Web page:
Children's Hospital of Philadelphia. "Coping skills, marital satisfaction help pregnant moms manage stress when fetus has heart defect." ScienceDaily. www.sciencedaily.com/releases/2012/09/120907160619.htm (accessed September 1, 2014).

Share This




More Mind & Brain News

Monday, September 1, 2014

Featured Research

from universities, journals, and other organizations


Featured Videos

from AP, Reuters, AFP, and other news services

Coffee Then Napping: The (New) Key To Alertness

Coffee Then Napping: The (New) Key To Alertness

Newsy (Aug. 30, 2014) Researchers say having a cup of coffee then taking a nap is more effective than a nap or coffee alone. Video provided by Newsy
Powered by NewsLook.com
Young Entrepreneurs Get $100,000, If They Quit School

Young Entrepreneurs Get $100,000, If They Quit School

AFP (Aug. 29, 2014) Twenty college-age students are getting 100,000 dollars from a Silicon Valley leader and a chance to live in San Francisco in order to work on the start-up project of their dreams, but they have to quit school first. Duration: 02:20 Video provided by AFP
Powered by NewsLook.com
Baby Babbling Might Lead To Faster Language Development

Baby Babbling Might Lead To Faster Language Development

Newsy (Aug. 29, 2014) A new study suggests babies develop language skills more quickly if their parents imitate the babies' sounds and expressions and talk to them often. Video provided by Newsy
Powered by NewsLook.com
Electrical Stimulation Boosts Brain Function, Study Says

Electrical Stimulation Boosts Brain Function, Study Says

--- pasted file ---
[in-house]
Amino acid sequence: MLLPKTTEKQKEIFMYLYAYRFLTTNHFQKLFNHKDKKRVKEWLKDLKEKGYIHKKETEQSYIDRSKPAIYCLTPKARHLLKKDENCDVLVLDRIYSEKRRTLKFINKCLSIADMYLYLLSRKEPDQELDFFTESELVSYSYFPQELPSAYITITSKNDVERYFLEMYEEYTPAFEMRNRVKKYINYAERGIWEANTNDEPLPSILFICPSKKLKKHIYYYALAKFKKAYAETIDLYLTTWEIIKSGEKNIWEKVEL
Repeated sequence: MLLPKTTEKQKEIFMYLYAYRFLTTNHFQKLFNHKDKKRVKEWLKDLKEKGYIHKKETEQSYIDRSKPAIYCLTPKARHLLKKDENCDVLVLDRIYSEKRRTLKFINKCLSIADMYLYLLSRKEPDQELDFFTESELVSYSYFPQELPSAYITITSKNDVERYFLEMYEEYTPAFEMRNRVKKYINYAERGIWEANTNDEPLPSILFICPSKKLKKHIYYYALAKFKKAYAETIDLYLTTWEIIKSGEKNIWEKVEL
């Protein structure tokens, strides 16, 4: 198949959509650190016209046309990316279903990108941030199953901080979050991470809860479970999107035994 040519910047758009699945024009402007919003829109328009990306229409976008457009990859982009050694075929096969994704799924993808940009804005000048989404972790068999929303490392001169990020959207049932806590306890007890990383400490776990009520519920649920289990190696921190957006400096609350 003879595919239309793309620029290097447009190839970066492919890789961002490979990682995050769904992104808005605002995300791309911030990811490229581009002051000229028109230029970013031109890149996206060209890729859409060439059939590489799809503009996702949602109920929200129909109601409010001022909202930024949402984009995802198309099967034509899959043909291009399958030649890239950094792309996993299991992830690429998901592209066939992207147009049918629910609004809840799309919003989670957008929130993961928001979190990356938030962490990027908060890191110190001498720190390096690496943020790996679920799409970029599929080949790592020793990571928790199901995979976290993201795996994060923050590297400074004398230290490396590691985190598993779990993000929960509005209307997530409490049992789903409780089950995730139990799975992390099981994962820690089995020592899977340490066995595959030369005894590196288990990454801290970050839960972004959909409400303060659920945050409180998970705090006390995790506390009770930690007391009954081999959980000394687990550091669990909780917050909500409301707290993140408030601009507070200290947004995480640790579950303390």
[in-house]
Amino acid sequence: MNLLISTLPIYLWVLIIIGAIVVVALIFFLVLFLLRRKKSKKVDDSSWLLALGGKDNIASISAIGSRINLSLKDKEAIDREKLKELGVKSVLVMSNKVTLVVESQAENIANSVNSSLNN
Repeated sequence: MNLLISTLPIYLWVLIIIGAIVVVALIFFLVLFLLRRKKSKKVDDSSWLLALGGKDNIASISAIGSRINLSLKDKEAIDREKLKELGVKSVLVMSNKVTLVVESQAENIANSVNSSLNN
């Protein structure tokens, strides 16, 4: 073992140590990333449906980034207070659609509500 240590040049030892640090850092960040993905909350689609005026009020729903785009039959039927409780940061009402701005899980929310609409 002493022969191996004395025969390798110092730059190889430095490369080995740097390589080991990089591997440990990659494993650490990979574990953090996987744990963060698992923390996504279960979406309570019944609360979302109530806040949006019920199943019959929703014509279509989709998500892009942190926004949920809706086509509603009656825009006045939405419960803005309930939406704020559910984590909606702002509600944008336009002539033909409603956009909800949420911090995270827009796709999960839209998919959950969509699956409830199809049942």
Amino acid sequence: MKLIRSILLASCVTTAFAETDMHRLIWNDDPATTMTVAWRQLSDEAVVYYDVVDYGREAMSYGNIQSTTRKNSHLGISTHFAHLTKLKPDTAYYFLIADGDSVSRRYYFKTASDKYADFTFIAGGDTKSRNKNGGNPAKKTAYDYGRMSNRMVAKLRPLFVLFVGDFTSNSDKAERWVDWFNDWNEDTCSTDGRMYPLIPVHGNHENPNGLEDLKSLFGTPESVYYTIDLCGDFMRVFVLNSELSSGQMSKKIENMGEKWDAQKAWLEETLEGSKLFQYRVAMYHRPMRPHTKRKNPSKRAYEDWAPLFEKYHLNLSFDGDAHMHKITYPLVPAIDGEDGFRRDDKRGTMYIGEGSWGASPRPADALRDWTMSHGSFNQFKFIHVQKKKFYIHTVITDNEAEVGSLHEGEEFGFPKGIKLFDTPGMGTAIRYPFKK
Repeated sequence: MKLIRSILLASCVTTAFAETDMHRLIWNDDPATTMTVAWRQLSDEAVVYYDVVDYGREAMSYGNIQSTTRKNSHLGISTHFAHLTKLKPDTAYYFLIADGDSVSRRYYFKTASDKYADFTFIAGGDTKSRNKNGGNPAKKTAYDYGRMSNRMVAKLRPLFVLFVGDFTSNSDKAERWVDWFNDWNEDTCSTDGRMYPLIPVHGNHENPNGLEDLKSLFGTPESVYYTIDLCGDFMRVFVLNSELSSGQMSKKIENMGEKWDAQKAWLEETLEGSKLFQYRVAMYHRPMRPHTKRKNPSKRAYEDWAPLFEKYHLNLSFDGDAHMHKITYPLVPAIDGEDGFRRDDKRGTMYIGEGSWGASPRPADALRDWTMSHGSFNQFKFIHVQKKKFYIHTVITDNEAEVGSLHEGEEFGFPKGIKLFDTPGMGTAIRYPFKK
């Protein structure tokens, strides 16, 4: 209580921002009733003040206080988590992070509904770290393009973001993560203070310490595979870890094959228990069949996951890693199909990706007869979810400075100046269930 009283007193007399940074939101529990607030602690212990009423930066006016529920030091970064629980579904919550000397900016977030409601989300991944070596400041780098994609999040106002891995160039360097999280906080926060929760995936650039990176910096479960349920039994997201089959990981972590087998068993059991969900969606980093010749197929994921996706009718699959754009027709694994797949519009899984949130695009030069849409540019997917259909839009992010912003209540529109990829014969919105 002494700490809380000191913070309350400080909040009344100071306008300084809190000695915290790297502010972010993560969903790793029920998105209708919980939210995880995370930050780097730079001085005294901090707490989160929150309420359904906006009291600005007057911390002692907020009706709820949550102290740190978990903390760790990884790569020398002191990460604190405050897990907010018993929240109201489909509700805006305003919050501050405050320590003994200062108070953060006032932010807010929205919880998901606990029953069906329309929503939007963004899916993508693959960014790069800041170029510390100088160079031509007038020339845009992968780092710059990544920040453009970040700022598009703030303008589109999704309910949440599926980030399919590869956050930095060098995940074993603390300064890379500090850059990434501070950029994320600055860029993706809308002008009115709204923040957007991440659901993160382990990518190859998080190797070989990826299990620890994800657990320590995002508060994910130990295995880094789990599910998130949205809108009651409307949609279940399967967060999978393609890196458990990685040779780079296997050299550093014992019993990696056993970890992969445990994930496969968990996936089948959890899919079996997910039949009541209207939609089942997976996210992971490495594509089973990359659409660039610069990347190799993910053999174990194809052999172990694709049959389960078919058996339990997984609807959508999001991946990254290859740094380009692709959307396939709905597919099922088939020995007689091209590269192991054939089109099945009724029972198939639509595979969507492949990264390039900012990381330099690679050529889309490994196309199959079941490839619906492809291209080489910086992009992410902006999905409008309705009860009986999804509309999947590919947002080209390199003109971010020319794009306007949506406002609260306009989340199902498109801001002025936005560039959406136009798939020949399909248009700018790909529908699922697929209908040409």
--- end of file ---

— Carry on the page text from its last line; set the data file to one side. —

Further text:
Newsy (Aug. 29, 2014) Researchers found an improvement in memory and learning function in subjects who received electric pulses to their brains. Video provided by Newsy
Powered by NewsLook.com

Search ScienceDaily

Number of stories in archives: 140,361

Find with keyword(s):
Enter a keyword or phrase to search ScienceDaily for related topics and research stories.

Save/Print:
Share:

Breaking News:
from the past week

In Other News

... from NewsDaily.com

Science News

Health News

Environment News

Technology News



Save/Print:
Share:

Free Subscriptions


Get the latest science news with ScienceDaily's free email newsletters, updated daily and weekly. Or view hourly updated newsfeeds in your RSS reader:

Get Social & Mobile


Keep up to date with the latest news from ScienceDaily via social networks and mobile apps:

Have Feedback?


Tell us what you think of ScienceDaily -- we welcome both positive and negative comments. Have any problems using the site? Questions?
Mobile: iPhone Android Web
Follow: Facebook Twitter Google+
Subscribe: RSS Feeds Email Newsletters
Latest Headlines Health & Medicine Mind & Brain Space & Time Matter & Energy Computers & Math Plants & Animals Earth & Climate Fossils & Ruins